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Servant of the Lord on inheritance vs composition

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Norman Barrows

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Servant of The Lord on inheritance vs composition

a very lucid explanation of inheritance vs composition by Servant of the Lord, from a recent thread:






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[background=rgb(250,251,252)]Classes should favor [/background]

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This is composition:[/background]

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[color=rgb(0,0,136)]class[/color][color=rgb(0,0,0)] [/color][color=rgb(102,0,102)]ClassA[/color]
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[color=rgb(0,0,0)] [/color][color=rgb(102,0,102)]ClassB[/color][color=rgb(0,0,0)] memberVariable[/color][color=rgb(102,102,0)];[/color][color=rgb(0,0,0)] [/color]
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Composition is when a class has other classes as member-variables.[/background]

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Classes should be composed of multiple classes that they own as member variables.[/background]

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A car should never inherit wheels. A car should own wheels.[/background]

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Most classes should use composition and avoid inheritance, except where inheritance is necessary or desirable for a specific purpose.[/background]

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One common purpose for inheritance is when you need to treat two or more different classes - with their own different logic - as if they behaved the same on the surface. Basically, each having different logic, but sharing the same interface.[/background]

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A typical beginner and intermediary-level rule of thumb is to say "Has-A" (composition) and "Is-A" (inheritance).[/background]

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A tiger has a tail (composition). A tiger is a animal (inheritance).[/background]

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A car has a wheel. Therefore the four wheels should be owned by the car via composition.[/background]

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A car is a vehicle. Therefore the car should inherit the vehicle's interface.[/background]

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If you want to park a Car and a Truck into a Garage, then you make the Garage own (as member variables - composition) space for two or more MotorVehicles which provide the interface. And you make Car and Truck both be (inherit) MotorVehicle so they can both provide their own data and logic.[/background]

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But often times, your code doesn't even need to care about different logic between the Car and Truck - in that case, just initialize a single class type with different values.[/background]

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[color=rgb(102,0,102)]Vehicle[/color][color=rgb(0,0,0)] myTruck[/color][color=rgb(102,102,0)]([/color][color=rgb(0,136,0)]"TruckImage.jpg"[/color][color=rgb(102,102,0)],[/color][color=rgb(0,0,0)] [/color][color=rgb(102,0,102)]TruckData[/color][color=rgb(102,102,0)]);[/color][color=rgb(0,0,0)] [/color][color=rgb(136,0,0)]//If they only differ by their *data*, just pass them different data.[/color]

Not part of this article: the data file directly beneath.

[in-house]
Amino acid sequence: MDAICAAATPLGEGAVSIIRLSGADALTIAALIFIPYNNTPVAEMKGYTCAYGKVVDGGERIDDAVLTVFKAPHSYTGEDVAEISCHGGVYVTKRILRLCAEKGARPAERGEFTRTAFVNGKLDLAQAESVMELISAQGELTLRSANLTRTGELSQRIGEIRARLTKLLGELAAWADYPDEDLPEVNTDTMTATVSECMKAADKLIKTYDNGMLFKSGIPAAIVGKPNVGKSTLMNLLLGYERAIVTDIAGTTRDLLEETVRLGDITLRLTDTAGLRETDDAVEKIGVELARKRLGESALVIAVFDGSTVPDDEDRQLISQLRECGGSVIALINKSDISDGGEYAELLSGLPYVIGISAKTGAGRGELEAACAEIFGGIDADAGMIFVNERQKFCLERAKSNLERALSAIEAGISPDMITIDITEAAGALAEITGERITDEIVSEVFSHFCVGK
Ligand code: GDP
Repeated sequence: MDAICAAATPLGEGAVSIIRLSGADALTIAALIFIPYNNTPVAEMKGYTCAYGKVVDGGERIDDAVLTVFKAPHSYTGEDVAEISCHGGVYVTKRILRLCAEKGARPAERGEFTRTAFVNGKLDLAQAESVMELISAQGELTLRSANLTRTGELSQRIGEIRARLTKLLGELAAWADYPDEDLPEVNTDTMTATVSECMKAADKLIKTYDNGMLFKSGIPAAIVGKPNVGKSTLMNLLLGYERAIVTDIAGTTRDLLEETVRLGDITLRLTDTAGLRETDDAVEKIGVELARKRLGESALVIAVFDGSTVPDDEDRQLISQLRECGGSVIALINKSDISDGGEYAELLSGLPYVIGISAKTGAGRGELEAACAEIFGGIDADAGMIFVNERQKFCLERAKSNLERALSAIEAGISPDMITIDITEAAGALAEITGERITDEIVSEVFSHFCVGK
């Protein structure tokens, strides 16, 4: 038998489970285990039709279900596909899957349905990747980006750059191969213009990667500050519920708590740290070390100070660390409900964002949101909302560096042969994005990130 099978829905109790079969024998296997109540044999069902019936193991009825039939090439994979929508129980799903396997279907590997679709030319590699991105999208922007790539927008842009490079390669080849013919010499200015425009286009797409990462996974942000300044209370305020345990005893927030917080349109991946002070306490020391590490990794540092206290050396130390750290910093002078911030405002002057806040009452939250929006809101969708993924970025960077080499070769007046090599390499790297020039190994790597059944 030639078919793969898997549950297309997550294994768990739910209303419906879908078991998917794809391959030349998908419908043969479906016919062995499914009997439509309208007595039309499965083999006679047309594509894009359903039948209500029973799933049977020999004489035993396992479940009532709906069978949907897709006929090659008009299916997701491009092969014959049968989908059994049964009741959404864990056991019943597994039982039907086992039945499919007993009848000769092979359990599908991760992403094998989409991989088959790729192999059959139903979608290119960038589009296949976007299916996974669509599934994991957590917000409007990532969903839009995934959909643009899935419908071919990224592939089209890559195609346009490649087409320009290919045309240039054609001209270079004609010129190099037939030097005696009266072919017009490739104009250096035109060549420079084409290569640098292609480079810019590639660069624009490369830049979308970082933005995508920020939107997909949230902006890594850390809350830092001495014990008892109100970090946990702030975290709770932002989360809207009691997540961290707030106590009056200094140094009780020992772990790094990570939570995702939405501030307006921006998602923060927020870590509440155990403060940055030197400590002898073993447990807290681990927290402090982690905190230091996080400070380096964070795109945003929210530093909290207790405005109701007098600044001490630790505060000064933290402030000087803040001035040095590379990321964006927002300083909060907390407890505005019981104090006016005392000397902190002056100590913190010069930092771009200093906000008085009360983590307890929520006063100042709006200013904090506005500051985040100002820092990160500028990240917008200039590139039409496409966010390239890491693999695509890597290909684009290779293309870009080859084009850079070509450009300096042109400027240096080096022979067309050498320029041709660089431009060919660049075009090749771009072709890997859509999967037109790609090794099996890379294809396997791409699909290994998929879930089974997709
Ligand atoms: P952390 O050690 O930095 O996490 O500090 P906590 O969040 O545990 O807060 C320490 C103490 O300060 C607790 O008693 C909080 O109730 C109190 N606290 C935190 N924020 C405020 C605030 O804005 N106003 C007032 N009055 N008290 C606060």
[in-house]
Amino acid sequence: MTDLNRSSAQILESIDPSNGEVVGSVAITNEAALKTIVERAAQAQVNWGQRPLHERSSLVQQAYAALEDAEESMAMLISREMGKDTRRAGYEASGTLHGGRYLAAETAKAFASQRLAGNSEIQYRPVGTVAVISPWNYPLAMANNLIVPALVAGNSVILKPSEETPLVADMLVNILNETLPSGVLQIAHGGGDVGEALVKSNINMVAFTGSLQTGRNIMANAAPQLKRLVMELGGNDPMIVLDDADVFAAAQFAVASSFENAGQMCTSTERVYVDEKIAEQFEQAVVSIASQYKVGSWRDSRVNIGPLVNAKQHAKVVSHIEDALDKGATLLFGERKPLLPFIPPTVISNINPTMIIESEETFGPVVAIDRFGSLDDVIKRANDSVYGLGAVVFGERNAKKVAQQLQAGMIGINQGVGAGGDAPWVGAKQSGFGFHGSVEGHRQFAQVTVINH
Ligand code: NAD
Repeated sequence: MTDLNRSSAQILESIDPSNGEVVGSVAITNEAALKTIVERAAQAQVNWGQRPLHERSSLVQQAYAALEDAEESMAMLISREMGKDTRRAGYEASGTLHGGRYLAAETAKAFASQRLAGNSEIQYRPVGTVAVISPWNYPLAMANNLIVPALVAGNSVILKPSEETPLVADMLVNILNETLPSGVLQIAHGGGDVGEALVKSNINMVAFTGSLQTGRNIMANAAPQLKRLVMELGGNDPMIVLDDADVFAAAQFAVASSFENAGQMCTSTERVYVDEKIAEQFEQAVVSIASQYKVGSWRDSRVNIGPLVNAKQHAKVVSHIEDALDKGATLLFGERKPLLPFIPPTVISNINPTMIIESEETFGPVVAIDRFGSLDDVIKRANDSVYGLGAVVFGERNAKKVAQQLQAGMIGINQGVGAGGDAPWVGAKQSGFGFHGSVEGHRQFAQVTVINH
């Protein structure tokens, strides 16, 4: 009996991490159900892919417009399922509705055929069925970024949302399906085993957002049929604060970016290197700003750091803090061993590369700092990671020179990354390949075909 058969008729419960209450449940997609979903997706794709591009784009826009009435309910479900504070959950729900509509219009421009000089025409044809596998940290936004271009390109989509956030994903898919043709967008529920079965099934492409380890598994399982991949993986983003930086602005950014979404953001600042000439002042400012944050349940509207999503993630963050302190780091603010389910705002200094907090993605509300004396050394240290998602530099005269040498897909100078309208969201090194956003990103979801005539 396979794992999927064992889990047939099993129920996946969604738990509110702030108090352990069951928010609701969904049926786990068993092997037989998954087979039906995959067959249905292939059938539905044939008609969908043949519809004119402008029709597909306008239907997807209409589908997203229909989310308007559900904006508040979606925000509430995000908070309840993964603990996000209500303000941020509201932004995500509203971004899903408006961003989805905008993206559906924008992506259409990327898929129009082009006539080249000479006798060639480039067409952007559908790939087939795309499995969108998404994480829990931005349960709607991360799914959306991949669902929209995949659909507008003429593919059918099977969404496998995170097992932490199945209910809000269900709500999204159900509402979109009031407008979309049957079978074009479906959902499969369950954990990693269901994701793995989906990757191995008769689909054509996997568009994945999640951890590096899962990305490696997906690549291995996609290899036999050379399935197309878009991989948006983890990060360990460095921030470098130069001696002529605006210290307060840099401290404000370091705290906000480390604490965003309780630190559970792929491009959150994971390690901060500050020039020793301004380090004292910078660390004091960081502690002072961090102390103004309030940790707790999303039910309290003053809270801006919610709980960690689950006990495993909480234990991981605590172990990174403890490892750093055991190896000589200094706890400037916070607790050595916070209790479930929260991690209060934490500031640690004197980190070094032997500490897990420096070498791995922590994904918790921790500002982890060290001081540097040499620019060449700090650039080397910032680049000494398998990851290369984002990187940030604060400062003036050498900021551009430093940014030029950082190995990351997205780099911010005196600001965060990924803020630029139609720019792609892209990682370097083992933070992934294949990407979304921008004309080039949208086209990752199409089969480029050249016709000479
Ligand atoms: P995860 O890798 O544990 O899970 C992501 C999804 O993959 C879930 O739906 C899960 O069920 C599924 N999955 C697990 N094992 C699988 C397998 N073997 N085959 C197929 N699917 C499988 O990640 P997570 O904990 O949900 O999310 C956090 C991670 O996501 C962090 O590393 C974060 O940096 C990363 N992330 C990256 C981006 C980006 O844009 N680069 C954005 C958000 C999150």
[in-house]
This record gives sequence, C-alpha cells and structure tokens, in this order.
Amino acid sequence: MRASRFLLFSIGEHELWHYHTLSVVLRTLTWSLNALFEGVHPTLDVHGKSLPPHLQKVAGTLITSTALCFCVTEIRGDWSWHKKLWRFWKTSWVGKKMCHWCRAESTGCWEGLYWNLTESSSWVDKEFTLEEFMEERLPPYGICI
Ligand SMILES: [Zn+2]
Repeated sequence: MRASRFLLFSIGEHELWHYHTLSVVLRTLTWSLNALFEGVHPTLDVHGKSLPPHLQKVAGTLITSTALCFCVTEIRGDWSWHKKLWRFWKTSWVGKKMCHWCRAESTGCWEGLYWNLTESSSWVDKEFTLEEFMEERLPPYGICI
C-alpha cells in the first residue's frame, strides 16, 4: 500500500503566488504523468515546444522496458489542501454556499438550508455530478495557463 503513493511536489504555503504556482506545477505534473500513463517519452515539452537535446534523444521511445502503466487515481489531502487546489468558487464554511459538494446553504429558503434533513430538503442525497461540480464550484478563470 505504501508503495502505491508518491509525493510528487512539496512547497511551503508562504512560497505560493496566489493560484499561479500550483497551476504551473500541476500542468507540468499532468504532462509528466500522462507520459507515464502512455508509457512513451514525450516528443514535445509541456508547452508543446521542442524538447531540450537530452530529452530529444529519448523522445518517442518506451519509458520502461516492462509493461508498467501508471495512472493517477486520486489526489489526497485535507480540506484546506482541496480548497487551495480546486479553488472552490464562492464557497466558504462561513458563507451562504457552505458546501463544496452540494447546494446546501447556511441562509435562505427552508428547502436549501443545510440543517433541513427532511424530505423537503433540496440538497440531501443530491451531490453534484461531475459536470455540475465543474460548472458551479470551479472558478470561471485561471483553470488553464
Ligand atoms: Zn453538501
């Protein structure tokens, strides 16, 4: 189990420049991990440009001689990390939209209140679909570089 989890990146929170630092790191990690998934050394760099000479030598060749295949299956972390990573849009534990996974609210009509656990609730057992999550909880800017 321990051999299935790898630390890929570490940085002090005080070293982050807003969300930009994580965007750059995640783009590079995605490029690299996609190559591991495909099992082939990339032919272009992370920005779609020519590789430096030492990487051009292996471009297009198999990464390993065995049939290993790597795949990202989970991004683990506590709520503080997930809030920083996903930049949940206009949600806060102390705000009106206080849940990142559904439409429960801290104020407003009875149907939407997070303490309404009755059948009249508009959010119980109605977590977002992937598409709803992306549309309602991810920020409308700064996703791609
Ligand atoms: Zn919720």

[color=rgb(102,0,102)]Vehicle[/color][color=rgb(0,0,0)] myCar[/color][color=rgb(102,102,0)]([/color][color=rgb(0,136,0)]"CarImage.png"[/color][color=rgb(102,102,0)],[/color][color=rgb(0,0,0)] [/color][color=rgb(102,0,102)]CarData[/color][color=rgb(102,102,0)]);[/color]
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Has-A and Is-A is not the 100% best way to think of architecture, but it is the best way I know of to begin learning it. As you program, you'll expand your understanding of architecture and begin to see that this rule-of-thumb doesn't always hold true. But when starting out, it's good to force yourself to follow it whenever tempted to use inheritance unnecessarily.[/background]

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Avoid inheritance entirely at first - any program you can write with inheritance, you can also write without it. It's a tool to make things easier, but it can also make things alot more complicated if you use it the wrong way. When you feel the need to use inheritance, challenge yourself to first come up with a way of not using inheritance. And then only if the inheritance way is cleaner, use it. That's my recommendation. smile.png[/background]

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[Edit:] #include doesn't mean anything in code logic. It just copy-pastes two files together. Files don't mean anything - only the code they contain matter. A file is not a class. The class is the class. A file might maybe happen to contain a class. Or it could contain something entirely unrelated. Filenames and #includes don't affect the logic of your code - they only tell the compiler where to find the code.[/background]

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You can fit an entire program like Halo or Call of Duty into a single .cpp file. It'd be silly to do, but it is possible. The file doesn't affect the program, only the code affects the program. The files and #includes affect only the compiling of the program, not the program's behavior.[/background]

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original thread:[/background]

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https://www.gamedev.net/topic/669599-what-are-scene-managers-and-how-do-they-work/[/background]

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